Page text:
The language of the clause substituted by Act II of 1938 is slightly different but the scheme remains the same. The widow was certainly not intended to become a coparcener with her husband even during his life time. The Act of course intended to redress the widow's disabilities even in such a case; but that redress is provided by Sub-section (2) and not by Sub-section (1) of Section 3. When the sons become co-parceners with their father in property which was originally held by him as sole surviving co-parcener or as his share obtained on partition, the father and the sons become a joint family within the meaning of Sub-section (2) and when the father dies his widow will under Sub-section (2) gets his share.
Taking next the case of the widow of a predeceased son or predeceased grandson, the difference between separate property in the strict sense and the other kinds of property above referred to is equally marked. In the case of property obtained by the father on partition or as sole surviving coparcener, the son or grandson would have become a co-parcener with the father immediately he was born and when he predeceases the father or grandfather, the widow of the son or grandson will get his share under Sub-section (2).
But if it is the father's self-acquired property, the predeceased son or grandson would have acquired no right and therefore his widow would be left without any claim to the property. That case is accordingly met by the proviso to Sub-section (1) of Section 3; and this explains why this ease is dealt with as a proviso to that sub-section. Here again, the expression 'inherit in like manner as a son' in the proviso is significant. That is opposite to a devolution of the father's self-acquired property; but, in respect of the other two kinds of property, there will be no inheritance by the son as he would have become a co-parcener with the father immediately he was born.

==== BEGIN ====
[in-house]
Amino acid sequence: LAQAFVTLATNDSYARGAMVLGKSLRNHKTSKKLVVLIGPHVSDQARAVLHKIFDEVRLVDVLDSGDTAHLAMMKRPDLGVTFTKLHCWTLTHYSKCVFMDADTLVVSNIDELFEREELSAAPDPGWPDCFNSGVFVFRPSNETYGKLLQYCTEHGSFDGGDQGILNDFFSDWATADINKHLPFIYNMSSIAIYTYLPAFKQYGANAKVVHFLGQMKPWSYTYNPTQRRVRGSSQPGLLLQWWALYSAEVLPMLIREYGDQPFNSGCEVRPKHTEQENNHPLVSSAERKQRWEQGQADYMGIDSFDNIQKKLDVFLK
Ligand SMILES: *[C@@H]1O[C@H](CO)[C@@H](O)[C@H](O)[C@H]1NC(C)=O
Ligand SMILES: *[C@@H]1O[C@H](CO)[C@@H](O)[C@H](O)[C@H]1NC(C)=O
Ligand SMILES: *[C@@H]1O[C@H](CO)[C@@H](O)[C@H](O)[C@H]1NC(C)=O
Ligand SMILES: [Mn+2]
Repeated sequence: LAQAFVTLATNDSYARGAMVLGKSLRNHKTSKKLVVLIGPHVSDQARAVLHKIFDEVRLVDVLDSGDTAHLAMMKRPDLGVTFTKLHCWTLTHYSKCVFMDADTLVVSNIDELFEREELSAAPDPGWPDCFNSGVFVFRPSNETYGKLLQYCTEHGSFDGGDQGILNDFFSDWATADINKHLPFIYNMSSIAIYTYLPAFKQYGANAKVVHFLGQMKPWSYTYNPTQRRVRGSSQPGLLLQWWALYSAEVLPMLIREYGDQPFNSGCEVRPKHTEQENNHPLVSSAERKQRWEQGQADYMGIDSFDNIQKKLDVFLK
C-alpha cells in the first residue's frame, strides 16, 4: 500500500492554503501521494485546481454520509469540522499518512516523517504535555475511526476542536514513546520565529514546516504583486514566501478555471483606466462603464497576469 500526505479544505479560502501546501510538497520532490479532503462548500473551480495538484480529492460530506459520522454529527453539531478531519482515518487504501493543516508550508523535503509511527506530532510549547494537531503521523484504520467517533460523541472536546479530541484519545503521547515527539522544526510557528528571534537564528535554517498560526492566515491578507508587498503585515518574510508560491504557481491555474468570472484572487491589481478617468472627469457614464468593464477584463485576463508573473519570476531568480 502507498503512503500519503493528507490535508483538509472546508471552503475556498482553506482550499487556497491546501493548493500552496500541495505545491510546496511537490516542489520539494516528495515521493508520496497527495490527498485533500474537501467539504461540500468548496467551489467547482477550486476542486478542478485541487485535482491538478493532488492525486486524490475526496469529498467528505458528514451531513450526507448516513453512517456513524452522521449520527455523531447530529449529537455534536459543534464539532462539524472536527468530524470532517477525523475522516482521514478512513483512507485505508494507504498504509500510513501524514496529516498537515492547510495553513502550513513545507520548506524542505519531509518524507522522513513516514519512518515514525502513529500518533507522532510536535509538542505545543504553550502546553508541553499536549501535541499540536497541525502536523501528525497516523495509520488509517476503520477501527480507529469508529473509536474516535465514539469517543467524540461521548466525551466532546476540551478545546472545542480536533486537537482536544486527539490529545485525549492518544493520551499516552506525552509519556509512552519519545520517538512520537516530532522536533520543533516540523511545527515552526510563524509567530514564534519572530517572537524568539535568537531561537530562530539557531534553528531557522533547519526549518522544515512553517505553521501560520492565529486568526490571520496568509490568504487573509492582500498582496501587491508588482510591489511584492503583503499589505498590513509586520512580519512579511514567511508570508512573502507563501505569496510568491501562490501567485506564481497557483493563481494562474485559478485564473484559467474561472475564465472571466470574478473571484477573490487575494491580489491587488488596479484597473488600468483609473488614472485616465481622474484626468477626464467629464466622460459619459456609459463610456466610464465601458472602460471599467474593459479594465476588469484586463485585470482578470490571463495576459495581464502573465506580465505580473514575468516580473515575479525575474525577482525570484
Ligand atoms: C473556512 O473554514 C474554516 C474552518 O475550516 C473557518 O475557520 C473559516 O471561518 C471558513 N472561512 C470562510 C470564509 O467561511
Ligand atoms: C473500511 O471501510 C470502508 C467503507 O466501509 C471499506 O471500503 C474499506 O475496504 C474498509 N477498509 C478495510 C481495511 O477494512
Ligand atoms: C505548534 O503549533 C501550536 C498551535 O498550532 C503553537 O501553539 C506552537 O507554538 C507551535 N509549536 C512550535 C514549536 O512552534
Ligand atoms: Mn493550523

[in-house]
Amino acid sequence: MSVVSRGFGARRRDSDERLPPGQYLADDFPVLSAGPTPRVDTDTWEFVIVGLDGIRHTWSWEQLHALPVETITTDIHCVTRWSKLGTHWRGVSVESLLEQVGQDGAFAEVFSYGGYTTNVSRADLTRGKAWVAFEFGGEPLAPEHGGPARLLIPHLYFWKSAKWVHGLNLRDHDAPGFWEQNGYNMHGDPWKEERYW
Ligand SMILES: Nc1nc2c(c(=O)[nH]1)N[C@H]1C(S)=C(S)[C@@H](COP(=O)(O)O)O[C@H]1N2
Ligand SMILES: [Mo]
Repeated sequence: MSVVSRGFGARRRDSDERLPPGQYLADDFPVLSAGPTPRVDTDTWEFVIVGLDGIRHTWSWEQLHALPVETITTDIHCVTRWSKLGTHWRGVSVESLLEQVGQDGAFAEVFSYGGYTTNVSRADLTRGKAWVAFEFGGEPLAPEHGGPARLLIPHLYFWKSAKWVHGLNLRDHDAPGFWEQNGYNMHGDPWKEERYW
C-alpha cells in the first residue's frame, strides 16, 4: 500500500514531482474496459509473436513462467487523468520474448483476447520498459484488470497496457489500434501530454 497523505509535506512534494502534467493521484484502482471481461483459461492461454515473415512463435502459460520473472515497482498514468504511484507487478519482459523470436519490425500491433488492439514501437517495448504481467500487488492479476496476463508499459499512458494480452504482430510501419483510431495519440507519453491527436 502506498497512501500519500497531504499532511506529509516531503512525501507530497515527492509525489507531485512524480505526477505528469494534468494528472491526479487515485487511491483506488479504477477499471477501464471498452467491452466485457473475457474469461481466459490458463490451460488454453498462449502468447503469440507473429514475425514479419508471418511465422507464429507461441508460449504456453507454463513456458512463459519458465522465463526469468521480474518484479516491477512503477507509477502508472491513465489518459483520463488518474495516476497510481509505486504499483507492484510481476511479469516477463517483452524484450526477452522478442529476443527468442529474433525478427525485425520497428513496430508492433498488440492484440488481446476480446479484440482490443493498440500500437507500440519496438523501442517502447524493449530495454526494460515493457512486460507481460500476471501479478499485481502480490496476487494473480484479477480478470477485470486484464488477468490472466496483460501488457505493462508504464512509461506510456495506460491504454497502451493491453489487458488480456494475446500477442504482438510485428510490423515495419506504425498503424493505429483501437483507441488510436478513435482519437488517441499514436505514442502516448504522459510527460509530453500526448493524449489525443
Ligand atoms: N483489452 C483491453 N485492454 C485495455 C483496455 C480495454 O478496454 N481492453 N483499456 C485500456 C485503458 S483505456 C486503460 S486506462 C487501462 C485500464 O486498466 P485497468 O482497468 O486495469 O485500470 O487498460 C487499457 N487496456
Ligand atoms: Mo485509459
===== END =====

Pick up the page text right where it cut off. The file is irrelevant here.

It is true that, on the above view, the plaintiff in the present case will derive no benefit front the Act, though she happens to be the widow of a predeceased son. But that is due to the circumstance that her husband died before the passing of the Act. Other cases of hardship which, for the same reasons, the Act may be unable to remedy, may be easily imagined. If A and B were undivided brothers and the family property passed by survivorship to B, on the death of A leaving a widow, B would be the last surviving coparcener with the possibility of A's widow taking a boy in adoption.
According to the recent decision of the judicial Gommiitee in Anant Bhikkappa v. Shankar, 70 Ind App 232: (AIR 1943 PC 198 (E), A's widow can exercise her power to adopt, even after the family properly had devolved on b'k widow by inheritance; the result of her so adopting a boy would be to divest B's widow of the whole estate. Even if the adoption should take place after the Act had come into operation, B's widow could derive no benefit by relying upon Sub-section (1) of Section 3.
The only possibility of calling the Act to her aid is by the application of Sub-section (2) of Section 3, if a double fiction could be imported so as to justify the assumption not only that the joint family was being continued by the adopted boy but that B must be deemed to have died after the adoption. On this assumption, B's widow could retain a half of the estate as against the adopted son of A, only if B's ownership could be described as an interest in joint family property.